MDM and BYOD

Every once in a while a new set of acronyms come out and promise to change everything. In the early 90’s ATM (Asynchronous Transfer Mode) was going to take over as the protocol for device communications. Articles written at the time talked about how “ATM to the desktop” was inevitable. Well, ATM still exists but not in the way that was predicted by so many.

Two new acronyms – BYOD (Bring Your Own Device) and MDM (Mobile Device Management) are being marketed vigorously, promising huge savings and increased productivity. In health care and education, I see the need for a strong MDM implementation, using shared devices to perform a number of tasks securely, with the knowledge that at any time I can remove access to the device and remove any corporate data that may be on the device.

Are these actually new concepts or:
Is BYOD just be another name for RAS (Remote Access).
Is MDM is analogous to Active Directory Global Policies, or Network Access Control.

Let’s talk a little bit about what is needed from an Infrastructure standpoint to support any Mobile devices within the 4 walls of your corporation..

Start with a secure and robust wireless Network. Create at least two profiles on that network, Corporate and Guest. The Corporate network should be secured with layered authentication, ensuring that both the user and the device is a known entity. Issuing Certificates via Active Directory is a good way to accomplish this. Some organizations may use a third party Access Control method to do this by inspecting the device connecting and ensuring it meets the minimum requirements, or has a specific registry entry. However you choose to do this, you are ensuring that only devices you manage and know about get onto your corporate network. The Guest network can be secured using WPA with just a passphrase/key and additionally secured via a web redirect to an authentication page or a “terms and conditions” page. The Guest network is isolated on a VLAN that only has access to the Internet. This solution in itself is a valid BYOD solution. Promoting the use of personal devices for internet access while at work, and at the same time ensuring these devices do not compromise the security of your corporate network.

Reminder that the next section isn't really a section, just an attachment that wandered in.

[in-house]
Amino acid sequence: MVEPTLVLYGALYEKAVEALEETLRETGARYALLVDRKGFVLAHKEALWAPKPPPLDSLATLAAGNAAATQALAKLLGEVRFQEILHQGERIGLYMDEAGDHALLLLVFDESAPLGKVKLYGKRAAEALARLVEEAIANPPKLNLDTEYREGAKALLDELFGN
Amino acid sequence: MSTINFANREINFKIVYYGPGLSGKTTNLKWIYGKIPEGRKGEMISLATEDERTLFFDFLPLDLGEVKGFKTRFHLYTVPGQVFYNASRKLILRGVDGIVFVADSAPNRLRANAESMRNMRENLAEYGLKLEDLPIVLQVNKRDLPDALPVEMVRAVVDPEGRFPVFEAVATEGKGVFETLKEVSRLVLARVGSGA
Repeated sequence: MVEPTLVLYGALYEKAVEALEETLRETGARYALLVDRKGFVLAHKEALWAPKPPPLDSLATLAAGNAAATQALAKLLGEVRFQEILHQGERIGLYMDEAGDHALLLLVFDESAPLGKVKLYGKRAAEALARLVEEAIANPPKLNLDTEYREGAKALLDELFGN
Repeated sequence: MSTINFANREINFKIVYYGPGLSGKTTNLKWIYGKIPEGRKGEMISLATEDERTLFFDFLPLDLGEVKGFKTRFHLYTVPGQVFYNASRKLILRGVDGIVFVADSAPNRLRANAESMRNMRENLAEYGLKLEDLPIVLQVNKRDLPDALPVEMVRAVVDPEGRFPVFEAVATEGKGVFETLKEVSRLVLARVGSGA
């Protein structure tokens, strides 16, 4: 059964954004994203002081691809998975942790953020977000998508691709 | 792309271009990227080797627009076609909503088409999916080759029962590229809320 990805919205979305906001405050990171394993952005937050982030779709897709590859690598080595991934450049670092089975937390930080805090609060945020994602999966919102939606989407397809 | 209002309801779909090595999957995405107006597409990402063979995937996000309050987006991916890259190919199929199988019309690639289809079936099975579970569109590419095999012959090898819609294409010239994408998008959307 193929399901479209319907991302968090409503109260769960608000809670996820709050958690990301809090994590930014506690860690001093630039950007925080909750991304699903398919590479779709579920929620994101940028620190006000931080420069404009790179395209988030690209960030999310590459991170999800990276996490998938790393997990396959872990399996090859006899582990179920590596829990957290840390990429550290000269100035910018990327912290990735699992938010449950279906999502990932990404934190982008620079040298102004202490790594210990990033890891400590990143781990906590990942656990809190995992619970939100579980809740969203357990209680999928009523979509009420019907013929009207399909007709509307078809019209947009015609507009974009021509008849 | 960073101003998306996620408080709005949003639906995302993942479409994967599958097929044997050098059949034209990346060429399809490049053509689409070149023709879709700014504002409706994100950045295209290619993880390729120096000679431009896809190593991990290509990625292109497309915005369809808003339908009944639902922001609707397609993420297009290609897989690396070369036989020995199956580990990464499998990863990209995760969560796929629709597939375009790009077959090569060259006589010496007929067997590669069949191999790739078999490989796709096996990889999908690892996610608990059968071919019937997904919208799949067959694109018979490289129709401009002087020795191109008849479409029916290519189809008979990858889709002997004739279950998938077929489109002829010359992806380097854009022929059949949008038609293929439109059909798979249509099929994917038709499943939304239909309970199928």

The idea of layering MDM on top of this would enable the use of these devices on the corporate network. The security policies of the corporate network do not change. You still need to ensure only the devices you authorize get on, and they still have to be inspected for compliance. This is where MDM comes in. The ability to load a corporate profile complete with Application access, Email access, block app store downloads, even block access to the camera it applicable. The features are endless…. Well not really! There are a lot of features but they vary between platform OS’s. This is sure to change as the market matures, but until it does the market is too fractured and lacks standards that will be needed to provide consistent support across all Mobile Operating systems.

BYOD and MDM individually are good ideas and quite doable. However the two together seem to be at odds. Would you, the proud owner of a new iPad hand it over to your IT department so that they can load some software on it that would allow them to erase your device? Or track your whereabouts? Or lock you out of your games? All so you can use the iPad for your work!

If a device is corporately owned I see and support the vision of MDM. If the device is privately owned I see and support the vision of BYOD. The two do not coexist, at least not today.

How do you know if you need either a BYOD or MDM Solution, maybe you need both? Either way, you have to start with the infrastructure and it cannot be an afterthought. A solid wireless infrastructure is key to the success of any mobile solution. Then you have to sit down and write a policy or two or three. What devices will you allow, who owns them, what level of access will they be granted, do your applications support all devices? Then and only then will you be able to determine what BYOD and MDM solution you need.

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